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Patterns of Survival in Patients with Severe Sepsis Treated with Drotrecogin alfa (activated) FREE TO VIEW

Mark D. Williams, MD*; William Macias, MD, PhD; David Nelson, MS
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Lilly Research Laboratories, Indianapolis, IN


Chest. 2004;126(4_MeetingAbstracts):723S. doi:10.1378/chest.126.4_MeetingAbstracts.723S-a
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PURPOSE:  Recent publications have focused on the patterns of survival in patients with severe sepsis (Macias and Nelson, Crit Care Med 2004:32:S232-238). Drotrecogin alfa (activated)[DrotAA] has been shown to improve survival in severe sepsis in a large phase III clinical trial, PROWESS. We hypothesized that the pattern of survival benefit in PROWESS is different depending on the baseline disease severity.

METHODS:  Of the 1690 PROWESS patients, 1057 (63%) were on a vasopressor at baseline. Kaplan-Meier and hazard estimates were used to examine survival patterns, and Chi-square tests were used to compare causes of death between patients on vasopressors at baseline with those that were not.

RESULTS:  As the below illustrates, there was a similar 28-day survival benefit with DrotAA in patients with and without vasopressor requirement at baseline. The pattern of survival over the 28-day period was quite different in these two groups. In the vasopressor group, there was an early separation in the survival curves over the first 2 weeks which persisted to 28 days. However, in the no vasopressor group there was no separation in the curves until Day 14. Within the placebo and DrotAA groups, the vasopressor versus the no vasopressor group had more deaths from septic shock and less deaths from non-cardiac organ failure, p = 0.02 and p = 0.04, respectively. DrotAA treated patients had less septic shock deaths than placebo-treated patients in PROWESS, p = 0.08.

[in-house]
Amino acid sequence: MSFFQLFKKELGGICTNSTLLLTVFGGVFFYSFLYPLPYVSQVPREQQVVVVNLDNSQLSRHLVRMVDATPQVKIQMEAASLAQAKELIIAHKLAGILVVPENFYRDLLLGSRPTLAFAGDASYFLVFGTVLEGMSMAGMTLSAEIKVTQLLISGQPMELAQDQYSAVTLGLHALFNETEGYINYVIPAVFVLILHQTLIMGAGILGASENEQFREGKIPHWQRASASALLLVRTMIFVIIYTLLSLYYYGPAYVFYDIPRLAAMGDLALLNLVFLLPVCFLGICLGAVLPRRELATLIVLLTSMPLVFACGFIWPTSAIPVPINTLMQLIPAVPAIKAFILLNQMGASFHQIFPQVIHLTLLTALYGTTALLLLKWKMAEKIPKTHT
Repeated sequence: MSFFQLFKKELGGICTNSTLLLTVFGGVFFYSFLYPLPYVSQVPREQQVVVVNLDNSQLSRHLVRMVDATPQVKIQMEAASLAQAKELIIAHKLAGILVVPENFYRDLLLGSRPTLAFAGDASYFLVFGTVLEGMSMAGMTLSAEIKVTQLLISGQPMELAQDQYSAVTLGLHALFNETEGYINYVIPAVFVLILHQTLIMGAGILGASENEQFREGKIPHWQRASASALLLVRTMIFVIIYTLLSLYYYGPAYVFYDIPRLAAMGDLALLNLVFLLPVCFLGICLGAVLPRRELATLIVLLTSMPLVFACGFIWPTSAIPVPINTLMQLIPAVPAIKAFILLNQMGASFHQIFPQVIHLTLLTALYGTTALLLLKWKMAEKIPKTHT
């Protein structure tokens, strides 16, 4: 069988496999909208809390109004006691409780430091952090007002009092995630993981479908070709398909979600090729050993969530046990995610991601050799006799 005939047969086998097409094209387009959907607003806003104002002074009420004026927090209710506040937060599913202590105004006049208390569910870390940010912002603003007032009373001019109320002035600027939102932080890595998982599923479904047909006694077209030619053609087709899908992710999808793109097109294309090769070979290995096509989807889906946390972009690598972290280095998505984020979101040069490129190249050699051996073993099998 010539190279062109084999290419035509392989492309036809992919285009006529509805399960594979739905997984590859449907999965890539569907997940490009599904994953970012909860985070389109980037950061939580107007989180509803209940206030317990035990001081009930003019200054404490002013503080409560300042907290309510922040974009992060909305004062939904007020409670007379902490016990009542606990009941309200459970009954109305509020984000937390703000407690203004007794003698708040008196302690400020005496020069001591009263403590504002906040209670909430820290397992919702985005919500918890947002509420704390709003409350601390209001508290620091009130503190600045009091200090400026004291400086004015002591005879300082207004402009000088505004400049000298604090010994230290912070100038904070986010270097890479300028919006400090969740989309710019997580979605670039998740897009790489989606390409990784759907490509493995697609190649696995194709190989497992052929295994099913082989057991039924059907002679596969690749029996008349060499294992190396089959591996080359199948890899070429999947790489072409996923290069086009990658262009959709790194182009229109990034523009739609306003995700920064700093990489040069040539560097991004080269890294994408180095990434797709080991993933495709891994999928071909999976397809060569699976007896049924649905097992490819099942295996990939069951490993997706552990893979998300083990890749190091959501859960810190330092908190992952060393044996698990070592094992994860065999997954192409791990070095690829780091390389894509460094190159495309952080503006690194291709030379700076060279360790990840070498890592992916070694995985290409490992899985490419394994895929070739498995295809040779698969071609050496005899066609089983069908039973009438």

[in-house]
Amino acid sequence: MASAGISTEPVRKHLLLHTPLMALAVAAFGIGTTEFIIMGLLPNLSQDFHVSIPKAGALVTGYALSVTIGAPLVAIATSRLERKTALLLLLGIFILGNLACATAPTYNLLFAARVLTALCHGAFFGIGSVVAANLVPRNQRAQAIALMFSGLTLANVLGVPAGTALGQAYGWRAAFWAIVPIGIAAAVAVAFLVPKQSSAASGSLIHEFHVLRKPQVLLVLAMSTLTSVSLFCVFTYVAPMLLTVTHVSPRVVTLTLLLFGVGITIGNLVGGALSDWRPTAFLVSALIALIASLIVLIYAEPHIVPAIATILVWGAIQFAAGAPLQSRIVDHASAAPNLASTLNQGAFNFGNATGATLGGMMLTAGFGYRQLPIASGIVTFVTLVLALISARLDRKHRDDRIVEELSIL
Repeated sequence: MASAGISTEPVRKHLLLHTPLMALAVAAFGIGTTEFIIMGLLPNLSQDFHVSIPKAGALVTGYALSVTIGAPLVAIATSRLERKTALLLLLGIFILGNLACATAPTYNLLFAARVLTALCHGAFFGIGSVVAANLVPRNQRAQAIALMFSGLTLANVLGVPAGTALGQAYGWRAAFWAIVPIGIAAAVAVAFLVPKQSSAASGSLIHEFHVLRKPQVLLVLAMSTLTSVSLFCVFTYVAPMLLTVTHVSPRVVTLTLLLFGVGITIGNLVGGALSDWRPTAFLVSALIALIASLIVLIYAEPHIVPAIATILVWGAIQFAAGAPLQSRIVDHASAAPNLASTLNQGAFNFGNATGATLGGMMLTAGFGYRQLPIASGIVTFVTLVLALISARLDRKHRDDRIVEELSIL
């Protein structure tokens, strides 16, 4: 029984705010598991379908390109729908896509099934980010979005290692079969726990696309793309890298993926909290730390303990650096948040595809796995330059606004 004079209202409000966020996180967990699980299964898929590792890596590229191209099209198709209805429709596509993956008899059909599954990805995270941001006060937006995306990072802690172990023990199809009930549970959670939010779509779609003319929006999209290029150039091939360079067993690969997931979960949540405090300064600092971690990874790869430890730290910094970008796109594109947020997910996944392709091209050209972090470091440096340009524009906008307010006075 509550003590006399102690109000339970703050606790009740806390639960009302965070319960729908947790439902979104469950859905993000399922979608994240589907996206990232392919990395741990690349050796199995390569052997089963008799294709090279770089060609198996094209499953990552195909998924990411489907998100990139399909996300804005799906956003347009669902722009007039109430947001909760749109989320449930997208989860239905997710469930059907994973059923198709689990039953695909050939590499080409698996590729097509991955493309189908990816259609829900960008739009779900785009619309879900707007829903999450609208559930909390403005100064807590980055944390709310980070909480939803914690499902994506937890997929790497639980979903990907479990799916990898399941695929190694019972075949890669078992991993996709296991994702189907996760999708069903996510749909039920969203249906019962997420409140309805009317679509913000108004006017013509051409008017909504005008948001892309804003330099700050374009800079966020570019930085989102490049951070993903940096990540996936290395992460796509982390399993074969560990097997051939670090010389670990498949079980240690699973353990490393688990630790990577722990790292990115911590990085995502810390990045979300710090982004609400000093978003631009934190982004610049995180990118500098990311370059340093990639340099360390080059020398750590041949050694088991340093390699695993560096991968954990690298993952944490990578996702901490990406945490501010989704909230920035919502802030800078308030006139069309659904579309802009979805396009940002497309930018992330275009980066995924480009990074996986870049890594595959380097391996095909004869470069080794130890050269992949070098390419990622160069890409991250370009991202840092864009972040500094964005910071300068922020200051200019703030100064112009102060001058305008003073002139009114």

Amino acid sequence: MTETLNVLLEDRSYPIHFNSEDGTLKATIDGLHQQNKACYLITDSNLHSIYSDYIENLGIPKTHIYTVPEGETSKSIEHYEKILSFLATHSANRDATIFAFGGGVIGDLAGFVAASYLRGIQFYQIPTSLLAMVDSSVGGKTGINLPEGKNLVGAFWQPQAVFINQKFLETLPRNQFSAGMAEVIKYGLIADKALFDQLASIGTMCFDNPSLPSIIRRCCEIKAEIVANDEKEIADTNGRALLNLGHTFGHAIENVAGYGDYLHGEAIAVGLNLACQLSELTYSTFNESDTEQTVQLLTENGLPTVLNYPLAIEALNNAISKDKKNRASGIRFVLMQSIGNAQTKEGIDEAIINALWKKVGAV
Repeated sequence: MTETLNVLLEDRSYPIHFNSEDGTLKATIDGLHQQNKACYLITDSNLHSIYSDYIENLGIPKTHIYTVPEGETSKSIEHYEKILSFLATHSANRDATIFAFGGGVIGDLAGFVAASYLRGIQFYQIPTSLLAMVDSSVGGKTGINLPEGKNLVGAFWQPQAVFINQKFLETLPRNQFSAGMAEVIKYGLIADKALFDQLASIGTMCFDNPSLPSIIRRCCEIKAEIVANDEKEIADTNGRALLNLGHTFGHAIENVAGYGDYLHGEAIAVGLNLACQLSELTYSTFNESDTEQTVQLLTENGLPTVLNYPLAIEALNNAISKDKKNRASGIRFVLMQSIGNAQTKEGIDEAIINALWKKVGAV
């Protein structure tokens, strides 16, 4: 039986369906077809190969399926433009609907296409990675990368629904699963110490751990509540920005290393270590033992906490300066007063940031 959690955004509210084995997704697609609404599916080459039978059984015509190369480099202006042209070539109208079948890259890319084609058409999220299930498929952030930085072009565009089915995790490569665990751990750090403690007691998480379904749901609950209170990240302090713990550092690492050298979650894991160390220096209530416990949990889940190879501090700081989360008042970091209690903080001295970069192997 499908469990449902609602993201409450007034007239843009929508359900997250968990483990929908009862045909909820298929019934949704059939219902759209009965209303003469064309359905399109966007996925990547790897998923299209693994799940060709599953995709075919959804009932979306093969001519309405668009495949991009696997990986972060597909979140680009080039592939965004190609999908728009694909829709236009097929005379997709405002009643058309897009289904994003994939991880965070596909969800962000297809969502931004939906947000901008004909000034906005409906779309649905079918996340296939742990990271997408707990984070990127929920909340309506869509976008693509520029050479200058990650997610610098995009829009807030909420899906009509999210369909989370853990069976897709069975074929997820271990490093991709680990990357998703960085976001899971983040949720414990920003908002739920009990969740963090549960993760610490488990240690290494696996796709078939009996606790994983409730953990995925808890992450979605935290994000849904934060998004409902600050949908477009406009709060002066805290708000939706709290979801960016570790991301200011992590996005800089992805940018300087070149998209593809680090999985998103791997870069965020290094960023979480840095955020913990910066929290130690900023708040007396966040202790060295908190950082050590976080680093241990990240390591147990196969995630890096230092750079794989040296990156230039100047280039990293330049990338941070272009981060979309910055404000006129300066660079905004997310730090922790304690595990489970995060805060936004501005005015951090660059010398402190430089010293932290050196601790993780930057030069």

CONCLUSION:  Survival pattern from Drot AA in PROWESS differs based on baseline disease severity as assessed by vasopressor status. This difference in survival correlated with differences in cause of death.

CLINICAL IMPLICATIONS:  These differences in survival pattern in DAA-treated patients may be explained by different primary mechanism of action of DAA. Further investigation into the mechanism of action of DAA with clinical correlation will be important to optimize this new therapy. figure

DISCLOSURE:  M.D. Williams, Eli Lilly and Co.

Monday, October 25, 2004

2:30 PM- 4:00 PM




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